Goal planning is the real “meat” of financial planning. That is to say, once you’ve covered the issues of organizing your information, developing and improving your net worth, and providing for the safety issues, it is now time to consider exactly what you would like to do with your money and your life.
This is a very personal set of decisions – no one person makes the same choices. Perhaps you’d like to open your own business, and become your own boss. Maybe all you’d like to do is to finish working after 30 years and spend your time playing with your grandchildren. Or maybe you’ve finished up college and now you’re beginning to earn some money, and so you’re planning on starting a family and buying a home.
Setting your goals is very important as you begin a savings and investing plan, because without a goal in mind, it is difficult if not impossible to “map” your way there. Of course, if all you’d like to do is save money for the fun of watching the amounts increase – that, in itself can be a goal.
Assuming that you’re not saving money just for the fun of it, a few guidelines are helpful in setting these goals. As you may have learned in other contexts, useful goals are SMART – Specific, Measurable, Action-Oriented, Realistic, and Time-bound. Below I explain these in order as they relate to financial goals.
Specific – Determine the cost of your goal. Maybe you’d like to purchase an RV and travel about the countryside. Find out what the cost of an RV is, as well as other costs associated with this goal. When do you want to do this? Be as specific as possible when describing your goal. With this information in hand, you’ve got an idea of how you can get from here to there. Since you went through and organized your information, you know where you are now (financially), and this is starts the process of actually developing a plan to reach your goal.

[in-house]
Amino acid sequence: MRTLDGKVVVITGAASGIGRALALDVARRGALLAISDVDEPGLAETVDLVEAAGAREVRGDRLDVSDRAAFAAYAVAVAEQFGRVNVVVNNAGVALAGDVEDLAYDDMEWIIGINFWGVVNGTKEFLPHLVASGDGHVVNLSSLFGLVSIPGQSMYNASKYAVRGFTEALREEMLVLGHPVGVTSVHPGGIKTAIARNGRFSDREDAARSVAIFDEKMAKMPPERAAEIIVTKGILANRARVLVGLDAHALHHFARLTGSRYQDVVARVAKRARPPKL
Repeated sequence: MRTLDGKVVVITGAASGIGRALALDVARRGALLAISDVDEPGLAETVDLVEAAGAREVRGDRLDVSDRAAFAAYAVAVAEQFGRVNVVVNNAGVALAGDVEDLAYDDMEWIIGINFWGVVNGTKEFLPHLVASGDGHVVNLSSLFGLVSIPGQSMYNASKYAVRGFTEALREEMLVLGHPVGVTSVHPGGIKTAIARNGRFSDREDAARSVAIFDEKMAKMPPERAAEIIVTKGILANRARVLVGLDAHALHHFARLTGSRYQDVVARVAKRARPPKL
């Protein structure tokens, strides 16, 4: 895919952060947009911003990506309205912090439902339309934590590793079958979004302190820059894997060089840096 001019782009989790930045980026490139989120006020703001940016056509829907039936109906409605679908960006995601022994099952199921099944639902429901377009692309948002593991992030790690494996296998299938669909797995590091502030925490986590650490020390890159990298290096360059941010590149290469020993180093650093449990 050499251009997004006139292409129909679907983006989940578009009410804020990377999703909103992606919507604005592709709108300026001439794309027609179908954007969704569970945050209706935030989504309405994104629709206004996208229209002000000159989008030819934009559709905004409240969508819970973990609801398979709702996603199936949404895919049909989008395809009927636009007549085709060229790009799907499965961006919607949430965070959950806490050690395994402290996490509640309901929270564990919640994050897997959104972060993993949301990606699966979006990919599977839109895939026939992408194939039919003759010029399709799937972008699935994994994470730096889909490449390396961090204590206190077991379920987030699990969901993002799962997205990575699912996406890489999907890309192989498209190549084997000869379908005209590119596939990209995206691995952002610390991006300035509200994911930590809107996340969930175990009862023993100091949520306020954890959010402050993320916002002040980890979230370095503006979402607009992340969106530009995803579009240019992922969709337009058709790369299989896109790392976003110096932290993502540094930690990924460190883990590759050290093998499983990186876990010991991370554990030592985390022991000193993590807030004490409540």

Measurable – Now that you know the cost of your goal, you can begin to measure your progress toward your goal year-by-year (or month-by-month, quarter-by-quarter, etc.). This is important so that you can see that you are progressing as expected. Or perhaps unforeseen events have slowed your progress – by measuring progress you can know when to make adjustments to your plan.
Action-Oriented – By ensuring that your goal is action-oriented, you can easily visualize yourself enjoying the fruits of your labors once you’ve reached your goal. It is important psychologically that you have this kind of incentive. Visualization is a very powerful tool which helps us to achieve our goals. Have visual images to associate with your goals, to keep you focused on them.
Realistic – If a goal is unattainable, it doesn’t do anyone any good. That doesn’t mean that we should only pursue the easy things, because “stretch goals” are an important way to push ourselves beyond our comfort zone to achieve things that seem out of reach. Make sure that your goal pushes you to new heights, while at the same time maintaining a reasonable expectation. Part of this can be accomplished by breaking the major goal into smaller increments. You would then focus on the smaller goals first, always keeping an eye on the larger goal.
Time-bound – As mentioned in the “Specific” section above, you should put a timeline on your goals. Set the date to achieve your goal in a “Realistic” fashion, which will then make it “Measureable”, as well. This timeline is necessary to help with your measurement of progress and it brings everything together as you strive toward the goal.